- Why are both public and private interests within cities becoming increasingly supportive of the creation of “gay space”. Based on the public interest, “gay space” is important to support creative and high-tech industries. San Francisco, Washington, and San Diego, are all designed as high-tech areas in United States. According to Harvard University economist Edward Glaeser’s statistical analysis, gay workers do a better job than heterosexual (?) individual (Gates & Florida, 2002). Thus, creating diversity and inclusiveness within the population of high-tech industry areas can help to attract creativity and talent in a wide labor pool.... [tags: diversity and inclusiveness, safer areas]
1019 words (2.9 pages)
- High above our beloved watery globe, on the shore of the cosmic ocean, a winged spacecraft approaches a gigantesque space station pirouetting in the vast dark. The pilots of this vessel make use of flat-screen computer displays to match their rotation with that of the massive orbital outpost. As the shuttle spins, a logo of the world's largest airline, emblazoned on its side, comes into view. This is not the present, but it was to be the past. A scene from Stanley Kubrick's 1968 science-fiction epic, 2001 A Space Odyssey, it was lauded at the time for its realistic portrayal of a human future in space (*1).... [tags: Space Exploration ]
2074 words (5.9 pages)
- Le Corbusier was serious when he suggested that a “truly modern street will be as well equipped as a factory. In this street, the best equipped model is the most thoroughly automised with no people except for those operating machines. In the city of the future, cafes and places of recreation [public space] will no longer be the fungus that eats up the pavements of [the city] the macadam will belong to the traffic alone” (See Figure 1). This comment seems drastic, though as the modern world develops into a society that is more introverted and private, these spaces of public display and freedom, one day may turn into those envisioned.... [tags: Public and Private Properties]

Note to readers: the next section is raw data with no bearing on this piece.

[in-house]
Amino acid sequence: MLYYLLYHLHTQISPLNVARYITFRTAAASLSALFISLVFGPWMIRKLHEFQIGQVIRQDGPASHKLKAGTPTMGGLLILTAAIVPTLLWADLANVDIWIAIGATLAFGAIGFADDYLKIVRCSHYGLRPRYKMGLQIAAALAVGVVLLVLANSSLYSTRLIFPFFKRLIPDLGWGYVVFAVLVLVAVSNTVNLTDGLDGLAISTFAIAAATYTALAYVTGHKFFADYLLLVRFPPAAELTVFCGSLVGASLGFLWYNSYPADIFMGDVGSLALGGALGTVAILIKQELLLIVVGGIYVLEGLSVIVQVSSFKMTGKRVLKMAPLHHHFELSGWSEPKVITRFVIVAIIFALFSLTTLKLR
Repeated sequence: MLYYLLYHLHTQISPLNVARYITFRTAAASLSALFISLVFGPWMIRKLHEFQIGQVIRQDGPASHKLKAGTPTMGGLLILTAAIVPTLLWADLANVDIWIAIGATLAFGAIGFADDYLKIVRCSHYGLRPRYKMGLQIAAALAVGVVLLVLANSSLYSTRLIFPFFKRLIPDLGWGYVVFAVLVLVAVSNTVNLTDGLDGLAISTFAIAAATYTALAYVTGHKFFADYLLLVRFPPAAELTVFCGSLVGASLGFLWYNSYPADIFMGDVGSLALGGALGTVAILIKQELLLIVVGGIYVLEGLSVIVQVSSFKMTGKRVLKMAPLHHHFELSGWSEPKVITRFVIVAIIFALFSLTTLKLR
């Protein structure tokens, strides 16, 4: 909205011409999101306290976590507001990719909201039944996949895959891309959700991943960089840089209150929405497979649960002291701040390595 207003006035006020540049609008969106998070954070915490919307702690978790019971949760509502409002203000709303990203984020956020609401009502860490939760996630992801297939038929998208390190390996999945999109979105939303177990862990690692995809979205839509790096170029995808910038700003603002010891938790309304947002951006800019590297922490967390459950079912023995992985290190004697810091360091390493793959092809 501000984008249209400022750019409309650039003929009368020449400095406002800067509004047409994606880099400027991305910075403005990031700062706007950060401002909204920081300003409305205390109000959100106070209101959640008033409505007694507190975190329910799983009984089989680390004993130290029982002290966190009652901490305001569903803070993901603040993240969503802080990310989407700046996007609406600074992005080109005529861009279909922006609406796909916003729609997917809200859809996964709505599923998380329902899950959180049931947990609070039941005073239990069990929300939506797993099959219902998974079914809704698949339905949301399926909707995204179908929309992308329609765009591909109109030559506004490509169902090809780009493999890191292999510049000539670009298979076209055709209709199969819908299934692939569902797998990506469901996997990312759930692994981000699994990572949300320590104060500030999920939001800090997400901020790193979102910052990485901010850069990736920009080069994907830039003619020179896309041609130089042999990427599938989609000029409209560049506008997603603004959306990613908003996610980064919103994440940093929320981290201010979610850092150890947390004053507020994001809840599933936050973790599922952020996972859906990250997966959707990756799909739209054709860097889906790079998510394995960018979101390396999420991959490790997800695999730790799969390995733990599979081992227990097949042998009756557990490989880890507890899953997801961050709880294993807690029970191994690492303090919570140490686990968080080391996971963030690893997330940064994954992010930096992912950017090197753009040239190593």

2593 words (7.4 pages)
- Going to space is an ever so amazing thing, but the price tag that comes with that task is just a tad more than your average day expenses. A shuttle alone will cost the American tax payers at least 1.7 billion dollars. Well instead of the American tax payer paving the path to space, we need to look to privatize space exploration. Allowing this action to take course will give NASA the abilities to pay private companies a cheaper price than what they are paying Russia to do. Private companies, that are based in the United States, bring so much opportunity for future space travel and the United States.... [tags: Space exploration, NASA, Space Shuttle]
714 words (2 pages)
- Human fascination with the stars is as ancient as Babylonians and has been suggested to be older than Stonehenge. From “be fruitful and multiply” to “live long and prosper,” the instinct to protect and propagate the species has manifested in religion, art, and the imaginations of countless individuals. As human understanding of space treks out of the fantastical and into the scientific, the realities of traveling through and living in space are becoming clearer. Exploring, investigating, and living in space pose an expansive series of problems.... [tags: Space Flight]
953 words (2.7 pages)
- Randy Colon Professor David Mathews English 121-060 11 May 2015 Privatization Is The Future of Space Exploration Mankind’s exploration of space is approaching its 60-year anniversary. In its splendor, space exploration is a very expensive task. Just recently, the government has begun to allow private corporations to bid on and compete for the job of putting Americans in space. NASA is coming to realize that for us to progress in space, we need to do it more efficiently, and for less money. It all started when the Soviet Union launched a small satellite the size of a basketball into orbit.... [tags: Space exploration, NASA, Space Shuttle]
1485 words (4.2 pages)